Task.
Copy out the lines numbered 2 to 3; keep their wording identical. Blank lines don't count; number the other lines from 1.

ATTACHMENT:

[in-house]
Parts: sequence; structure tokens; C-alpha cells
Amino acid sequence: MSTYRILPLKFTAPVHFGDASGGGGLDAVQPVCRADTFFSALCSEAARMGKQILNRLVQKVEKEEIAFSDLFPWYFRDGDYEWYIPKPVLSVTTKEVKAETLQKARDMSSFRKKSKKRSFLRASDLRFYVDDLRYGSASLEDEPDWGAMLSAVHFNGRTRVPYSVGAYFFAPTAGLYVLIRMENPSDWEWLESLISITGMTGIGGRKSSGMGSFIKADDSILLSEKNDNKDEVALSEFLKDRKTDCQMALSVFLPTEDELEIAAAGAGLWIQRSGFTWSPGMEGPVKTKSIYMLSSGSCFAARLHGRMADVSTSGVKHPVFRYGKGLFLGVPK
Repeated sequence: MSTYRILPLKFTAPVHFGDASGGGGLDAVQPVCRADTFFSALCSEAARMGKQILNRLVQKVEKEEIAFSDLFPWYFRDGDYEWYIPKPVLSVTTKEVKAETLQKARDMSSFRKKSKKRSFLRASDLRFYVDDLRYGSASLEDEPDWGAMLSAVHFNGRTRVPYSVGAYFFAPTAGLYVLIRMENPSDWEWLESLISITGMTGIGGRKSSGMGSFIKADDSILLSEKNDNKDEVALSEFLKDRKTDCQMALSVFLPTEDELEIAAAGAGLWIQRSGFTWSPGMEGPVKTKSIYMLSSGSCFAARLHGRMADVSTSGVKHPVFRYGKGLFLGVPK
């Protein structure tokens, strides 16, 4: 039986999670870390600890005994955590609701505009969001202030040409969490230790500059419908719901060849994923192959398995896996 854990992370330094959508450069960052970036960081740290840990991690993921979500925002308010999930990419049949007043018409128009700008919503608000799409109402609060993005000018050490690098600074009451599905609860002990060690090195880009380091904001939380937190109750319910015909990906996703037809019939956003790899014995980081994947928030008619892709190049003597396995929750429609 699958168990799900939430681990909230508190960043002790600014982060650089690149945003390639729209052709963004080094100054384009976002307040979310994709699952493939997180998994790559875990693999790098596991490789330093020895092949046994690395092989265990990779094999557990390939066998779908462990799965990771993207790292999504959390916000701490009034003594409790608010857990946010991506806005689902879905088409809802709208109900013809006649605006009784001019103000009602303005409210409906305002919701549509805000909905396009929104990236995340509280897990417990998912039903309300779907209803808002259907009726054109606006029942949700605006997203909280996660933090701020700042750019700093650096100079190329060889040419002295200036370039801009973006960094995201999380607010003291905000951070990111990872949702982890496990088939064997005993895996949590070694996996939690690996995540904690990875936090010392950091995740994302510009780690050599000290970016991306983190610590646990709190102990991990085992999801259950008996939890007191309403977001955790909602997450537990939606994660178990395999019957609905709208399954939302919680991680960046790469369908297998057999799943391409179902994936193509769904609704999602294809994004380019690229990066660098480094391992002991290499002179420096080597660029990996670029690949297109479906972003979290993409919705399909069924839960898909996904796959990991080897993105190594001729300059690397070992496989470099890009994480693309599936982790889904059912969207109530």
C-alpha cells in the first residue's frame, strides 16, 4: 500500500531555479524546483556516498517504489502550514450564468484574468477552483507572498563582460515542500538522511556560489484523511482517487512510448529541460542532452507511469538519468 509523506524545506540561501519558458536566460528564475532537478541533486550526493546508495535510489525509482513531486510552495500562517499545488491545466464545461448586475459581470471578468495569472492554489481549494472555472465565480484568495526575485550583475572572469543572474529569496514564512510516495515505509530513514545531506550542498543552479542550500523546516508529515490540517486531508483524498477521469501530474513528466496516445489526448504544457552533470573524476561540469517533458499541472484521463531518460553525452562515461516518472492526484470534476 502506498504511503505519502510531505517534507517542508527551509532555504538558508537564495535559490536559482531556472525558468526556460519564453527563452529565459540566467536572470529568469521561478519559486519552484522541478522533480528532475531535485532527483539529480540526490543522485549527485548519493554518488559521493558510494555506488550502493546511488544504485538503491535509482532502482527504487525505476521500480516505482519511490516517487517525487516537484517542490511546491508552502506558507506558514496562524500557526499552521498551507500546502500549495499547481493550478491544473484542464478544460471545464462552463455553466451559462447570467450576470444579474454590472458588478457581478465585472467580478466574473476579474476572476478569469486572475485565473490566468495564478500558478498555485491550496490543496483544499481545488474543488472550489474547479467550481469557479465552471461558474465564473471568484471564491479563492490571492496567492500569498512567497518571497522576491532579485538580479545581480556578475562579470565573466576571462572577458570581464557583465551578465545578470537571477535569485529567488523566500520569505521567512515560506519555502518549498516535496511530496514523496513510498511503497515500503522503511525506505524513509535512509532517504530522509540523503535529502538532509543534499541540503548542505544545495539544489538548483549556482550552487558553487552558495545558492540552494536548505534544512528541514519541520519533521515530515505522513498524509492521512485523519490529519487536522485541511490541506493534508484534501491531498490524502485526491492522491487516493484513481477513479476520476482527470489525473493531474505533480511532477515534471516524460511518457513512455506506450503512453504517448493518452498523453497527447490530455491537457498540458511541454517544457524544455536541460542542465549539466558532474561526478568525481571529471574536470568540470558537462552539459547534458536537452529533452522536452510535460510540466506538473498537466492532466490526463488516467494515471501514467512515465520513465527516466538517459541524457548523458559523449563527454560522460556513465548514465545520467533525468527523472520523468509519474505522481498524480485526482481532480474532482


Parts: sequence; structure tokens; C-alpha cells
Amino acid sequence: MSTYRILPLKFTAPVHFGDASGGGGLDAVQPVCRADTFFSALCSEAARMGKQILNRLVQKVEKEEIAFSDLFPWYFRDGDYEWYIPKPVLSVTTKEVKAETLQKARDMSSFRKKSKKRSFLRASDLRFYVDDLRYGSASLEDEPDWGAMLSAVHFNGRTRVPYSVGAYFFAPTAGLYVLIRMENPSDWEWLESLISITGMTGIGGRKSSGMGSFIKADDSILLSEKNDNKDEVALSEFLKDRKTDCQMALSVFLPTEDELEIAAAGAGLWIQRSGFTWSPGMEGPVKTKSIYMLSSGSCFAARLHGRMADVSTSGVKHPVFRYGKGLFLGVPK